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Web-only Exclusives
November 30, 2000

From Our Correspondent: Hirohito and the War
A conversation with biographer Herbert Bix

From Our Correspondent: A Rough Road Ahead
Bad news for the Philippines - and some others

From Our Correspondent: Making Enemies
Indonesia needs friends. So why is it picking fights?

Asiaweek Time Asia Now Asiaweek story

Pageant Protests

For India, they underscore the challenges of change


THE SOUND AND FURY lasted more than a month. The protesters: a coalition of Indian feminists, farmers, leftists and cultural and religious activists. The target of their wrath: last week's Miss World beauty contest, held for the first time in India. Despite scattered violence and the preventive arrests of about 1,000 demonstrators -- 15 of whom had threatened to burn themselves -- the pageant concluded peacefully. But the storm it generated has raised important questions about Indian society in an era of rapid change.

A key complaint against the pageant was that it demeans women and promotes cosmetics and plastic surgery. Many Indian women would probably agree. "The moral behind Miss World is that the thinnest woman with the fewest wrinkles wins -- which excludes 99% of women," says Mrs. Simran Bhargava, editor of the Indian edition of Cosmopolitan magazine. Activists also assert that the generous display of flesh by the contestants is obscene and that the pageant offends Indian values and culture.

The real issue, however, is not obscenity -- there is more female exposure in Indian films. It should be the raising of women's status. Two-thirds of India's women are illiterate and tens of thousands are driven into prostitution every year by poverty. Then there are the countless "dowry deaths," in which women are murdered by their husbands or in-laws for not bringing enough bridal gifts.

Is Miss World contradictory to Indian culture? Beauty pageants have been held every year in women's colleges throughout the country without a murmur of protest. In fact, so popular are these events that Femina, India's leading magazine for women, organizes an annual Miss India contest whose winners have participated in international beauty pageants for many years. In 1994, Indians won both the Miss World and Miss Universe titles (the latter for the first time), to much domestic acclaim.

So why the fuss now? Clearly, some protesting groups were seeking to exploit the pageant for political purposes. Chief among them was the main opposition Bharatiya Janata Party (BJP), which has spearheaded the anti-Miss World crusade. The party hopes to win the votes of conservative Indians in the event of a mid-term poll, which could be held as early as next year if the shaky minority government of Prime Minister H.D. Deve Gowda collapses. The BJP has long promoted cultural nationalism as a substitute for secularism, and its rhetoric strikes a chord among many Indians.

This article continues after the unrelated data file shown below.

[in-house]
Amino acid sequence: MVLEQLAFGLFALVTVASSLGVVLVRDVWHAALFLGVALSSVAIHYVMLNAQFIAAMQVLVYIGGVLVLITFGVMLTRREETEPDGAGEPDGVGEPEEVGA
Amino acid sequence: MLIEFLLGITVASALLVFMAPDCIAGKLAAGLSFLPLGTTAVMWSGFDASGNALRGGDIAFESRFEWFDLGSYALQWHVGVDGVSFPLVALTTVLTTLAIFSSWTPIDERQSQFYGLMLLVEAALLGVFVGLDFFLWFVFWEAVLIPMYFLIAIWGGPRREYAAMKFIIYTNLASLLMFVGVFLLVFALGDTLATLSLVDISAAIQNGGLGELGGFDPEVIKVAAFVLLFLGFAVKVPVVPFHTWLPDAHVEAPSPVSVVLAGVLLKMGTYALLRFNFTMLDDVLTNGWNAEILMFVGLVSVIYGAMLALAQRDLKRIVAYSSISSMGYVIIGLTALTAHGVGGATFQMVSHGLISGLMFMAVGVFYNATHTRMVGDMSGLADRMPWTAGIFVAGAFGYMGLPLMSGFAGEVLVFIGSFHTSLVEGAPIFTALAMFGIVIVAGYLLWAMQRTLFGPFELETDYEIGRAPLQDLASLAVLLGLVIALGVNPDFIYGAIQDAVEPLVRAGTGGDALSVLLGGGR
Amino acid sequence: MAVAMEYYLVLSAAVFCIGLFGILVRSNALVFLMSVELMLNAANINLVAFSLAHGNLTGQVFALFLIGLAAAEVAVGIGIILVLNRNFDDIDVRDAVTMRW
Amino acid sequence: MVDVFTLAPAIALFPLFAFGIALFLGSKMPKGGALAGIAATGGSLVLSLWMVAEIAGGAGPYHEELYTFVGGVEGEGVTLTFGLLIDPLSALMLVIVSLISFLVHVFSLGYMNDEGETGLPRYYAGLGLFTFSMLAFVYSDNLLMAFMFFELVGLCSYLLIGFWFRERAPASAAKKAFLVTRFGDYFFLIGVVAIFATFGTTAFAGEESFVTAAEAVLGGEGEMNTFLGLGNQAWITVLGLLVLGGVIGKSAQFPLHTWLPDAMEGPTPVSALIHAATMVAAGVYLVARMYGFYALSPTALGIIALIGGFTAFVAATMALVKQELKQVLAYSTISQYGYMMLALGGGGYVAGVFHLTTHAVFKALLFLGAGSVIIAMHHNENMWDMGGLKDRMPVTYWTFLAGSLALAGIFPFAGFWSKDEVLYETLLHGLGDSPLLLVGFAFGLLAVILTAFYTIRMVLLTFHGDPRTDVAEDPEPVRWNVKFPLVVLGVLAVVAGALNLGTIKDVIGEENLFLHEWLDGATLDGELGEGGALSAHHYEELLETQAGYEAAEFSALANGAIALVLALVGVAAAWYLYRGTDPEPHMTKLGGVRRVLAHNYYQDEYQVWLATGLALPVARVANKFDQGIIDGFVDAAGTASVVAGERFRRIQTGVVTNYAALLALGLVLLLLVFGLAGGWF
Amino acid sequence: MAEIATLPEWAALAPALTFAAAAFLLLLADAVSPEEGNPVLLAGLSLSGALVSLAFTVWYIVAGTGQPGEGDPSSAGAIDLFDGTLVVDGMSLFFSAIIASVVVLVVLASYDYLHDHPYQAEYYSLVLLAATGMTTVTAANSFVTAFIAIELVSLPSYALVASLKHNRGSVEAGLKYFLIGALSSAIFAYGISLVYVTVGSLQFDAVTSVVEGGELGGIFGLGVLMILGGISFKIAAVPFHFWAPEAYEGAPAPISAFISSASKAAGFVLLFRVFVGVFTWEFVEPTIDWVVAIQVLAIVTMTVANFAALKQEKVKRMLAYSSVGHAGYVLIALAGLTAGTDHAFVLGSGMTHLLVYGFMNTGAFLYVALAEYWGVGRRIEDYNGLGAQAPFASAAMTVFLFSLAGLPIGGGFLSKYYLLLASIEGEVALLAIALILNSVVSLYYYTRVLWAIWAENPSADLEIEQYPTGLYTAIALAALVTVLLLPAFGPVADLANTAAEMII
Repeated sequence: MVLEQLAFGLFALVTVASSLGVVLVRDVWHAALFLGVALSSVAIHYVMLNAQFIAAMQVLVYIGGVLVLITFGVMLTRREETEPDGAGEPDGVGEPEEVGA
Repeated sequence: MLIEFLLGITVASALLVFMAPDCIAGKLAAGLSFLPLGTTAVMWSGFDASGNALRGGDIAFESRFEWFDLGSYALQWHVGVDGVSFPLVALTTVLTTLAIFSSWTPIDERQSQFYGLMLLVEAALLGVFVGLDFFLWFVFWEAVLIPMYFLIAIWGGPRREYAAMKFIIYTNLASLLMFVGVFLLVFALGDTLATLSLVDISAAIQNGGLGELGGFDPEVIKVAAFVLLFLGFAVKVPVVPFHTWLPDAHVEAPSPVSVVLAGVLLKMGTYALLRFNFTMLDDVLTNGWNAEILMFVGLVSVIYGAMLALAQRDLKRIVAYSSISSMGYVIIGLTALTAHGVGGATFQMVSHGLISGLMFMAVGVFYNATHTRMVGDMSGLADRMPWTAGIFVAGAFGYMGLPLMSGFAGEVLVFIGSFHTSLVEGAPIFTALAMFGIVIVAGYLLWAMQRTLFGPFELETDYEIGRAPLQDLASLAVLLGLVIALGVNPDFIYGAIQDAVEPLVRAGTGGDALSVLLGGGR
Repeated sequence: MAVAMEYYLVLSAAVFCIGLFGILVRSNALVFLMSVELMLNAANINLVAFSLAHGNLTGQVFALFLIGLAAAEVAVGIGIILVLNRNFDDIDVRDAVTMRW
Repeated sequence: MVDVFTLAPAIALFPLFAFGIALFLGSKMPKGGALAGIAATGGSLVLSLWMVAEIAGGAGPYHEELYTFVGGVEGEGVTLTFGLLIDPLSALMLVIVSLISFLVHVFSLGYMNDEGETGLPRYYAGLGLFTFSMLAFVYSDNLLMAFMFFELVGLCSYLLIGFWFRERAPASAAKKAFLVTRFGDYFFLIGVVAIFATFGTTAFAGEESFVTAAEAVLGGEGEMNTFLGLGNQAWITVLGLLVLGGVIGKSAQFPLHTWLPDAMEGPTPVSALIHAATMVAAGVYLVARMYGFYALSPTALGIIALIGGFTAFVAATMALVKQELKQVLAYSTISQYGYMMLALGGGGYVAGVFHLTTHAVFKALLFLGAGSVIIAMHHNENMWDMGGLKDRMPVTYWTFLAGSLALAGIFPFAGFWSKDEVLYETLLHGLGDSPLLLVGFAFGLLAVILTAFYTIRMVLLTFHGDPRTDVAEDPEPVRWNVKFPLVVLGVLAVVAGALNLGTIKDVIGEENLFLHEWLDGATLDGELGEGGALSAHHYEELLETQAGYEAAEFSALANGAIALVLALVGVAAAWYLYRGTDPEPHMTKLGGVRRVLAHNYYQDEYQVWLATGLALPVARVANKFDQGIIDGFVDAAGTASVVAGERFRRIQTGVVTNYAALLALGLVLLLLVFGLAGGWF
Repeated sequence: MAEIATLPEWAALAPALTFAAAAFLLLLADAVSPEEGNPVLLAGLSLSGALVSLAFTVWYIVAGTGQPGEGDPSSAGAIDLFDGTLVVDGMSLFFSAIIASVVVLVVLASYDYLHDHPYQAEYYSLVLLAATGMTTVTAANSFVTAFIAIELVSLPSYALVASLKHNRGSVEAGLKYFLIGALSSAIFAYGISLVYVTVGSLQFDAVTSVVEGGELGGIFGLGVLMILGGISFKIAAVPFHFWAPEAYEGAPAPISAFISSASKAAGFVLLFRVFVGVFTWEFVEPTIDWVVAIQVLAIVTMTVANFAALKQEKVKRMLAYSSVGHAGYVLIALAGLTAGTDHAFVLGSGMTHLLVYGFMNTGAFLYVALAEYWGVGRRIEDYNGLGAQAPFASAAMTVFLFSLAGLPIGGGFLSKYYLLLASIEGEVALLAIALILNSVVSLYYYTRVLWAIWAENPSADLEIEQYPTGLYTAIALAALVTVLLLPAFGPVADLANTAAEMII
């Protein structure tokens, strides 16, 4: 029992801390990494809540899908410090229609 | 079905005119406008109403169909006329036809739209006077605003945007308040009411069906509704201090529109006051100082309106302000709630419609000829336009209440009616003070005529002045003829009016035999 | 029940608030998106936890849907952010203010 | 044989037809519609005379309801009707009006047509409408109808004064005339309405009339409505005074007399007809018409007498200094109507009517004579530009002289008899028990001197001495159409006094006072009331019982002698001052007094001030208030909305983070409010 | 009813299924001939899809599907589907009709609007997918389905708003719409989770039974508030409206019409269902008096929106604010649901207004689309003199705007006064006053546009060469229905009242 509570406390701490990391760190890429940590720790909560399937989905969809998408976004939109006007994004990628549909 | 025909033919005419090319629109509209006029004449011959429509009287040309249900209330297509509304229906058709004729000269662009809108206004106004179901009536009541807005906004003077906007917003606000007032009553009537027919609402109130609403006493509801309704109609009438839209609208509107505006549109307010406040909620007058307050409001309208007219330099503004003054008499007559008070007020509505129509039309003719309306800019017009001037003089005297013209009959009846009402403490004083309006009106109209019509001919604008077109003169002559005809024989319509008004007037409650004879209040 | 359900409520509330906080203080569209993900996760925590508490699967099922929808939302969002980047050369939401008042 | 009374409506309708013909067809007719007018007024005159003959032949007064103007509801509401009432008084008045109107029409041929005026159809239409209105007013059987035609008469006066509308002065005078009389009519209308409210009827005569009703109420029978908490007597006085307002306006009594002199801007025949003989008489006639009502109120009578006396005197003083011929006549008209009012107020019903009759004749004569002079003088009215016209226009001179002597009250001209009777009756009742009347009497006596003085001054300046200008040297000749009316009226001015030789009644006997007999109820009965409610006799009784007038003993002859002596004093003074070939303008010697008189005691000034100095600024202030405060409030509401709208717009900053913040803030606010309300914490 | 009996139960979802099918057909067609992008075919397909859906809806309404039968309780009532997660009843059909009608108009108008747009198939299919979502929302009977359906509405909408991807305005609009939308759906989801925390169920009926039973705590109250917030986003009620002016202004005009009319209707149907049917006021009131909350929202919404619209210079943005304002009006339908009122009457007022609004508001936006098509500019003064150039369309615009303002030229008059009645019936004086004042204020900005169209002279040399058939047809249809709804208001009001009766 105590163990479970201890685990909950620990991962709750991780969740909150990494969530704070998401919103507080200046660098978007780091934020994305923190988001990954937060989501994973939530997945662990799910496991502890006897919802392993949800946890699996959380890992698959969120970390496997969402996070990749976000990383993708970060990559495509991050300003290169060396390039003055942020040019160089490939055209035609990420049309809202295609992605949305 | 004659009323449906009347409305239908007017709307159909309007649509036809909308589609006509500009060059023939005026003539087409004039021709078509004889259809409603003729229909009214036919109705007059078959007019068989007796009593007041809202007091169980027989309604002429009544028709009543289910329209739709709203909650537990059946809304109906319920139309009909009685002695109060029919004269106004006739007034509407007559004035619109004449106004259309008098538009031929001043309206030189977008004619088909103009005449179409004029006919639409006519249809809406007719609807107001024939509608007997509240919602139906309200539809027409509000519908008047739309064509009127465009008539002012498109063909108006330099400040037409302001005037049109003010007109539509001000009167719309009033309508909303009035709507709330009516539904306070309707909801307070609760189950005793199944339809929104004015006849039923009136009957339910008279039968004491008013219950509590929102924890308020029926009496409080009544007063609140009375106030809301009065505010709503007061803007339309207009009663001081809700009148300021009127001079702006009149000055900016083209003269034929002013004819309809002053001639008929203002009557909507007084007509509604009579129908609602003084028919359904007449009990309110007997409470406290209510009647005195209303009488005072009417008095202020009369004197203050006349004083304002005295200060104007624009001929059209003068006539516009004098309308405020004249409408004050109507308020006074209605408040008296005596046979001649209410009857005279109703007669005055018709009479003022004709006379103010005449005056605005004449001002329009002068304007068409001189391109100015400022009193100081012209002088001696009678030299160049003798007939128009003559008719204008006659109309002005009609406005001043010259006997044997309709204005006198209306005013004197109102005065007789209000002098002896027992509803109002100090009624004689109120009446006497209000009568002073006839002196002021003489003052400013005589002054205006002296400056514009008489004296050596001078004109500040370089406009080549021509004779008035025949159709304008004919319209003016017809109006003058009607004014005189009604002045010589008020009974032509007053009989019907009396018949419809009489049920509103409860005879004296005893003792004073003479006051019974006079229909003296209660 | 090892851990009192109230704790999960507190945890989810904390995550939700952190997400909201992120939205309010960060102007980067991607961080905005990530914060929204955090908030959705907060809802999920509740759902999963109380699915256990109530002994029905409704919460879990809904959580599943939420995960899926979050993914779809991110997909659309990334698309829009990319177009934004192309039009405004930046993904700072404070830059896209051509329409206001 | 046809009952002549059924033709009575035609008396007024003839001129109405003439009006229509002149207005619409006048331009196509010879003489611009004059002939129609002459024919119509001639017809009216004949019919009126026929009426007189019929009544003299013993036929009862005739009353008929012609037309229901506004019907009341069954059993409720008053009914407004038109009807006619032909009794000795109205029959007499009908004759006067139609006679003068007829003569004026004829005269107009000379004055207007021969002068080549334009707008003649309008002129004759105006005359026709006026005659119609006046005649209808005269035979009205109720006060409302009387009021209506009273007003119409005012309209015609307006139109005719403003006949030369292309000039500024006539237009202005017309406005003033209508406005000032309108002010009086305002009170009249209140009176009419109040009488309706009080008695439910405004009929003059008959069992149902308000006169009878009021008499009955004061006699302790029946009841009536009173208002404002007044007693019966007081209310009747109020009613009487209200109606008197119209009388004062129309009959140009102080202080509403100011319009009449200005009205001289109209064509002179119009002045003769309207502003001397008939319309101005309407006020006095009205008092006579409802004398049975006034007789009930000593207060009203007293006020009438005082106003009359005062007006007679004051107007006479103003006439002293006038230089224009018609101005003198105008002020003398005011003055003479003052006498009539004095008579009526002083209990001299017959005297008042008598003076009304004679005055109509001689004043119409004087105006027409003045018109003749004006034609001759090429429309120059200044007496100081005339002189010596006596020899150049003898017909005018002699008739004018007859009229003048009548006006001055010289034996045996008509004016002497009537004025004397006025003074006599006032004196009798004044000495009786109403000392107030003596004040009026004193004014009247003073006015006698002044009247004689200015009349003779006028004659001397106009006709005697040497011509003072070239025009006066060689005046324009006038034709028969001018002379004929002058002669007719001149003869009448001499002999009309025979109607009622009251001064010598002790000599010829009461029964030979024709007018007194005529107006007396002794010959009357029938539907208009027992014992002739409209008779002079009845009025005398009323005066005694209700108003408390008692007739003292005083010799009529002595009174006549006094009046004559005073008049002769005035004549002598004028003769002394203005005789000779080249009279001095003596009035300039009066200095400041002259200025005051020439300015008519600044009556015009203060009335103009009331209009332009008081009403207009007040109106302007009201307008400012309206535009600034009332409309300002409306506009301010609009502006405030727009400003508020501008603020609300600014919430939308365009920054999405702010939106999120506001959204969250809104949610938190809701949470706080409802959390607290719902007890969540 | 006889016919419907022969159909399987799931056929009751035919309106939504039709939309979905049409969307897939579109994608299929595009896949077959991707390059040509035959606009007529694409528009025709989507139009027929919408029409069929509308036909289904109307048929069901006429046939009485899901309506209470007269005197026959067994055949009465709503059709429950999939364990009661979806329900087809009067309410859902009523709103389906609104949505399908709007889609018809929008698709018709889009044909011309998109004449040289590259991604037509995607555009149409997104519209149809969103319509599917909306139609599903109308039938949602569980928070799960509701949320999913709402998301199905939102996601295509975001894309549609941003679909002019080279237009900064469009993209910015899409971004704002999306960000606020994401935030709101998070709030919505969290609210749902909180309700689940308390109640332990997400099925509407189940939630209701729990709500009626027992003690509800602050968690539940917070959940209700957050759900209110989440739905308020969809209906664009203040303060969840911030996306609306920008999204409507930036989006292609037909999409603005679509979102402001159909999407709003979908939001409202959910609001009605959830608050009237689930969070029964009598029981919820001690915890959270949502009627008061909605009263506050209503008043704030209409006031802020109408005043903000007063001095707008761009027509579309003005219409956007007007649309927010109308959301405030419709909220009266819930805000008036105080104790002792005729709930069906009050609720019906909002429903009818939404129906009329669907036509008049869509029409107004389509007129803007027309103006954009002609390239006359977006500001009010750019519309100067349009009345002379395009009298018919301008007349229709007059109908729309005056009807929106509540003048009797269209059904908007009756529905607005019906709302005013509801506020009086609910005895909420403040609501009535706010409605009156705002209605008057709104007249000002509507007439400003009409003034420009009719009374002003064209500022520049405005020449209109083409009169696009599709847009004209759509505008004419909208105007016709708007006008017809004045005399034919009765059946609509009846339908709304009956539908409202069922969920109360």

Left-wing activists had a different reason for opposing the pageant. They are outraged that such a lavish show should have been staged when at least 200 million Indians still live in grinding poverty. Mr. M.D. Nanjundaswamy, a veteran socialist who leads a militant farmers' group opposing the presence of U.S. multinationals, described the Miss World show as "just another instance of how India is falling for the worldwide trend toward commoditization and internationalization of everything."

Many Indians couldn't agree less with Mr. Nanjundaswamy about the pageant. But there is a deeper reason why they tend to disdain foreign companies and the consumerist culture they promote. As a predominantly Hindu nation colonized by the British for 150 years and ruled by Muslim conquerors for a millennium, Indians have an understandable mistrust of foreigners. Further, India's economic reforms and market opening have exposed its people to foreign products and television like never before. Many Indians are fearful that imported TV programs will pollute their culture and values.

But a civilization that has not only withstood countless historical onslaughts but also shaped ways of life in other countries cannot easily be corrupted -- least of all by a beauty pageant. Indians who look askance at Miss World might remember that, like people in most developing nations, they are faced with contemporary realities that make it impossible to pursue a purely Indian path to modernization. Rapid advances in communications and information technology are creating hybrid cultures in which traditional, indigenous values are both diffused and enriched by external stimuli. Throughout their long history, Indians have shown a remarkable ability to absorb as well as to adapt to foreign influences without losing their distinct identity. There is little need to fear that will change.


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